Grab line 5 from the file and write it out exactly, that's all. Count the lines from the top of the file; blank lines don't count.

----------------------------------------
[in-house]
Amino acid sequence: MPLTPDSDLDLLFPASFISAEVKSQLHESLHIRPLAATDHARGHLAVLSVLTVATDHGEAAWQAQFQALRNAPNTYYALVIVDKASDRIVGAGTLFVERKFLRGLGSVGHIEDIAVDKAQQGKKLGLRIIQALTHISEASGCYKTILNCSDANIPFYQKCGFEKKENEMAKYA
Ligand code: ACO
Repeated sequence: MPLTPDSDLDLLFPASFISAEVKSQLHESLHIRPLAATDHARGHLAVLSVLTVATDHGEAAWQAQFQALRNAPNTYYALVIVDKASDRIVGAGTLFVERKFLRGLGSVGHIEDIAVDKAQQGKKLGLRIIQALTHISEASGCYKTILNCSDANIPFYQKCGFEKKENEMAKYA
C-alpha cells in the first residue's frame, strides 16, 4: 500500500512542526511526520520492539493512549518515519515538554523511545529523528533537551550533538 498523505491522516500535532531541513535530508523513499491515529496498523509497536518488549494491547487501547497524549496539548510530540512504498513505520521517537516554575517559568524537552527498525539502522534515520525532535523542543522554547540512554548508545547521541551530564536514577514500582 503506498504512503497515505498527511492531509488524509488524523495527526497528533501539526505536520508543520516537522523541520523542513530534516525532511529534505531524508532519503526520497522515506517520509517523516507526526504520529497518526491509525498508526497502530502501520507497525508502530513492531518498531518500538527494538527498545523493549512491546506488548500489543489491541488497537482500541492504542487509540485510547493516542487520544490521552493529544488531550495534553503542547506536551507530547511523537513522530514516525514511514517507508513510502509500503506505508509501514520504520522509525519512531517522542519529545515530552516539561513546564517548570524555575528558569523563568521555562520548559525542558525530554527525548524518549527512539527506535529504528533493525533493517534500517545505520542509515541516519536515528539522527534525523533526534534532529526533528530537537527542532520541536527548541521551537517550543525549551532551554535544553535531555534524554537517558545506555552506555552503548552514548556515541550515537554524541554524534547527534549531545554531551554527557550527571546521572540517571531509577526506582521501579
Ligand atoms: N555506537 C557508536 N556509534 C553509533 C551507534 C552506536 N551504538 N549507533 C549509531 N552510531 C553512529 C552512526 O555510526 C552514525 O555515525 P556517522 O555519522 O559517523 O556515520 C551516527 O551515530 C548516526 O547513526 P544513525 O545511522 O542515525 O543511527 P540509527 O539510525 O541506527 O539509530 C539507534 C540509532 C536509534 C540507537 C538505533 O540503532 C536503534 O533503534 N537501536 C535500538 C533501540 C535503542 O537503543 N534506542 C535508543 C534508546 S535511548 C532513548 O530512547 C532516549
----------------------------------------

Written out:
C-alpha cells in the first residue's frame, strides 16, 4: 500500500512542526511526520520492539493512549518515519515538554523511545529523528533537551550533538 498523505491522516500535532531541513535530508523513499491515529496498523509497536518488549494491547487501547497524549496539548510530540512504498513505520521517537516554575517559568524537552527498525539502522534515520525532535523542543522554547540512554548508545547521541551530564536514577514500582 503506498504512503497515505498527511492531509488524509488524523495527526497528533501539526505536520508543520516537522523541520523542513530534516525532511529534505531524508532519503526520497522515506517520509517523516507526526504520529497518526491509525498508526497502530502501520507497525508502530513492531518498531518500538527494538527498545523493549512491546506488548500489543489491541488497537482500541492504542487509540485510547493516542487520544490521552493529544488531550495534553503542547506536551507530547511523537513522530514516525514511514517507508513510502509500503506505508509501514520504520522509525519512531517522542519529545515530552516539561513546564517548570524555575528558569523563568521555562520548559525542558525530554527525548524518549527512539527506535529504528533493525533493517534500517545505520542509515541516519536515528539522527534525523533526534534532529526533528530537537527542532520541536527548541521551537517550543525549551532551554535544553535531555534524554537517558545506555552506555552503548552514548556515541550515537554524541554524534547527534549531545554531551554527557550527571546521572540517571531509577526506582521501579